And the final kicker: The next few paragraphs never mention doing 100% of the entire city. It does not say Verizon is going to even do other areas. It says--- the City and Verizon will 'examine' the needs--of other areas. It DOES NOT say that they will 'complete' even the areas listed above, like Roxbury; there are no penalties or fines, or discussions or maps.


And it never mentioned fiber to the home or FiOS TV--i.e., it never mentions what was reported by the media over the last few months.


This is unbelievable. When I started this investigation I hadn't known there was a signed contract for wireless and a piece of toilet paper for an agreement which never mentioned fiber to-the-home or FiOS TV or has anything about an actual deployment past the beginning areas. Instead, it reveals a plan for wireless that, it appears, is going to be using the state utility--Title II, fiber optic wired networks- and paid for by wireline phone customers.

This means that the entire state has also been deceived as, instead of properly upgrading and maintaining the copper networks, they are playing games to divert the construction budgets to a separate company - Verizon Wireless - so that they can make more money and get rid of 'labor'.

And this means that the entire East Coast has been conned as well as Verizon has no plans to do any other city - and if they do, they will use this wireless con--even when the wireline customers are footing the bills.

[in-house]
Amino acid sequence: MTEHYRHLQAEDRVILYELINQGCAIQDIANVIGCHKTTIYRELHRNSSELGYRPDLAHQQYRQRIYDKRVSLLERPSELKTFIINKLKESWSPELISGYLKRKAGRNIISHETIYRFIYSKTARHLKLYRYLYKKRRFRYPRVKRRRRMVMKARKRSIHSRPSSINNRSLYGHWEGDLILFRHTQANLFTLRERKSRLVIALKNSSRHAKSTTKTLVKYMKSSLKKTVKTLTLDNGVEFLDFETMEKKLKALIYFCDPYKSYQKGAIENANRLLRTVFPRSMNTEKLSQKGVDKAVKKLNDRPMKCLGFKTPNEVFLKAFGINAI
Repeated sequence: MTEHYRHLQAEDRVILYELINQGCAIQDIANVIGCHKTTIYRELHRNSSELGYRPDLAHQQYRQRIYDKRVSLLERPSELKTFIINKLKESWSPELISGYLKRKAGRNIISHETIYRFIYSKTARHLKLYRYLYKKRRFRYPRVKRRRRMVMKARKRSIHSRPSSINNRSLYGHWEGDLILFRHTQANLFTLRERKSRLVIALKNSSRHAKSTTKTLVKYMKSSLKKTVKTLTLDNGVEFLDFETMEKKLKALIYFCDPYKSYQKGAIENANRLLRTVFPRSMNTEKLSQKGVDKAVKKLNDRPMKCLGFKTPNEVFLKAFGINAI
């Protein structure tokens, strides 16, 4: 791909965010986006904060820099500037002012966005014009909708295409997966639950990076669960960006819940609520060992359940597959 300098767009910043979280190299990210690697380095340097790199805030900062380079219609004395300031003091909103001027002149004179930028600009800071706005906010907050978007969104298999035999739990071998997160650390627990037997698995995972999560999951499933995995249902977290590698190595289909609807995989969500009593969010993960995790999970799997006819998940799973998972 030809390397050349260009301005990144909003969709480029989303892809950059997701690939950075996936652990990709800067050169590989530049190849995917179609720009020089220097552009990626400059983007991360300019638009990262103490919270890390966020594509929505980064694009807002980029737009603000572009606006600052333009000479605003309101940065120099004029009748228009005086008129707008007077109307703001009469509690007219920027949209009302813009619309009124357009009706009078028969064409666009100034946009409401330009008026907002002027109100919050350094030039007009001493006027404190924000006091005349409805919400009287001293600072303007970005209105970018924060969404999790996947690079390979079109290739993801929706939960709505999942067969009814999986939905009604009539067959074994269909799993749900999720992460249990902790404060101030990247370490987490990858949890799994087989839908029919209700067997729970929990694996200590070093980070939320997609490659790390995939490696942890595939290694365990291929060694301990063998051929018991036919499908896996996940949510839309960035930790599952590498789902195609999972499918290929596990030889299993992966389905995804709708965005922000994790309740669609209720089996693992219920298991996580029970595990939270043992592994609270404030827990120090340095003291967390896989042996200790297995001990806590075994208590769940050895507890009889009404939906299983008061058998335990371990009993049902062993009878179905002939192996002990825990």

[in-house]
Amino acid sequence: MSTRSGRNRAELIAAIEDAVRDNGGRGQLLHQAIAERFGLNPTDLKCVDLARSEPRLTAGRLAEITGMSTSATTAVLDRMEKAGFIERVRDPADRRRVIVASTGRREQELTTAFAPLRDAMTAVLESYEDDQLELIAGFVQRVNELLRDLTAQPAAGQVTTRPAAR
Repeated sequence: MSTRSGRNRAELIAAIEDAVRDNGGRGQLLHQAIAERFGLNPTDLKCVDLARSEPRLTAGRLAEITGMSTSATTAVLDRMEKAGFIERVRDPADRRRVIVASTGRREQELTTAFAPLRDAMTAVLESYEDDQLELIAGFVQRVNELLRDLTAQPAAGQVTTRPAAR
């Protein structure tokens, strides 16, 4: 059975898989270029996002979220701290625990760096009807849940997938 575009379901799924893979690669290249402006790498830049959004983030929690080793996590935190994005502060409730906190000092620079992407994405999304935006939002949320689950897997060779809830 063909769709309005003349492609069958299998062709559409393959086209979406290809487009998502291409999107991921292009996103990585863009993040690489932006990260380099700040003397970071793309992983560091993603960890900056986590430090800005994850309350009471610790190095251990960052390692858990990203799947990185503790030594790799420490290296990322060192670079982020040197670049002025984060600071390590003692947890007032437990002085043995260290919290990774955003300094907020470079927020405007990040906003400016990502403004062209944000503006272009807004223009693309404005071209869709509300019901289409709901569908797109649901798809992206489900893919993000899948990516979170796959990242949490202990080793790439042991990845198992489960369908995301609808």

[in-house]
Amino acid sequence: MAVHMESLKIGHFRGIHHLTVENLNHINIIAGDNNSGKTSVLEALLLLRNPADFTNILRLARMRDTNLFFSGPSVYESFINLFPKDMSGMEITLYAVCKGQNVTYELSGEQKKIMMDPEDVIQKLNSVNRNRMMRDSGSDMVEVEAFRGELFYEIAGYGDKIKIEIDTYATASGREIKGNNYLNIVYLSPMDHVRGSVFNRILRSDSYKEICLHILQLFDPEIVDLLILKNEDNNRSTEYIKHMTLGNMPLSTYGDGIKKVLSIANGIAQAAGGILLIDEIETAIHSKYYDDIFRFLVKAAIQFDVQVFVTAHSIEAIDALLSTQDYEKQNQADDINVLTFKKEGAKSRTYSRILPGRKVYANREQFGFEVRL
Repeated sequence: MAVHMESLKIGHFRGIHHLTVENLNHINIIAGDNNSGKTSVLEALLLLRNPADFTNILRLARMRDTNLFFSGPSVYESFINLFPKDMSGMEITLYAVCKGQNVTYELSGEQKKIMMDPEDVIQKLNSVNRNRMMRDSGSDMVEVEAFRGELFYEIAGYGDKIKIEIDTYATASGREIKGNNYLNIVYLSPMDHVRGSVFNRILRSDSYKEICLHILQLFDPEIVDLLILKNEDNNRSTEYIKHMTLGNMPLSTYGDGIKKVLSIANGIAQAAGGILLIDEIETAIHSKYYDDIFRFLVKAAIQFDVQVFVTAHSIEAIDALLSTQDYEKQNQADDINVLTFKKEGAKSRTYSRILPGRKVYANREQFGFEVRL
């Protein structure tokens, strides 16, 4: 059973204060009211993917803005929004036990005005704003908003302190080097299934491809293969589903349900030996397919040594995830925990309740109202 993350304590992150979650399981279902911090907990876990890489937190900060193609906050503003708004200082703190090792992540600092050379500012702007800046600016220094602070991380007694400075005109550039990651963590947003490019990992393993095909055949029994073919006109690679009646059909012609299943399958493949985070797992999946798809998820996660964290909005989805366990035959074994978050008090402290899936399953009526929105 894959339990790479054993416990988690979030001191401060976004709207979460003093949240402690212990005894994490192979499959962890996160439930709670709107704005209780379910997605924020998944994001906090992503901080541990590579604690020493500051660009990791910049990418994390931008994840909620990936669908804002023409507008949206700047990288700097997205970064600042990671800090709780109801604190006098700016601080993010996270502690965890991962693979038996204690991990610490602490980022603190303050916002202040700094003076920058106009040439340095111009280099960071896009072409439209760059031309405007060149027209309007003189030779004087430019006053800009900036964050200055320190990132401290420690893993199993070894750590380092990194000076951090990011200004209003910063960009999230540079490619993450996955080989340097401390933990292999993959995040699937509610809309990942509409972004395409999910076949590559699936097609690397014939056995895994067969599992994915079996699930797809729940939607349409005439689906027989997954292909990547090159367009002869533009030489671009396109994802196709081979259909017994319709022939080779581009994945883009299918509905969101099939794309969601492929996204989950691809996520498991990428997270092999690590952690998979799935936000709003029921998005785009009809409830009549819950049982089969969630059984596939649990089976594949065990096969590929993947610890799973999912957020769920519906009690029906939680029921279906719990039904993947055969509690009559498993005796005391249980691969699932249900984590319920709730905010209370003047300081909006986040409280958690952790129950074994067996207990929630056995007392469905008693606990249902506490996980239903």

As we detailed in New York, Verizon received multiple rate increases to do 'massive deployment of fiber optics'--(which was diverted to fund wireless). Doesn't this violate both state and federal laws? Verizon Wireless is not the wireline franchise holder, yet it is controlling the wireline fiber build out for wireless.

Everyone who lives in the Verizon 'footprint' - not to mention the entire United States east coast, from Massachusetts to Virginia, should start demanding investigations of the wireless cross-subsidies.

And Boston? Did the Mayor and staff actually sign this agreement knowing it had nothing to do with bringing a fiber to the home service to customers?

There is absolutely NO evidence to show that based on this bathroom paper-based 4 page cooperation agreement that the areas mentioned will be completed, or that any other part of the City of Boston will ever get FiOS wired services.

And if you want to start the investigation - Start with this Notice. This unreadable strip is the actual size and look when I clicked on the link. Are they kidding?